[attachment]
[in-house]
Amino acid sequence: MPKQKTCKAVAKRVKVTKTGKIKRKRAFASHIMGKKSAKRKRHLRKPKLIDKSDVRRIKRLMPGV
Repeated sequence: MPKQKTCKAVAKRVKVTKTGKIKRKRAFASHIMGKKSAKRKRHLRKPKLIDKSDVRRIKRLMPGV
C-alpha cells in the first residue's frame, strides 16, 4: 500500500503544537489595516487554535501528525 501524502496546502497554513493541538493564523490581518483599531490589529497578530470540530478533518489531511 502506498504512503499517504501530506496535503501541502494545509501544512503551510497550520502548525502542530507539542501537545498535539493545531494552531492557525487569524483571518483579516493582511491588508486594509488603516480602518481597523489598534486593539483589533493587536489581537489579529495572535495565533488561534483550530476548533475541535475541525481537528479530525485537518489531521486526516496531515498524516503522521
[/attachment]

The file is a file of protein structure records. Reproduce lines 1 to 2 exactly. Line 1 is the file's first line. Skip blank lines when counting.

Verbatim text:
[in-house]
Amino acid sequence: MPKQKTCKAVAKRVKVTKTGKIKRKRAFASHIMGKKSAKRKRHLRKPKLIDKSDVRRIKRLMPGV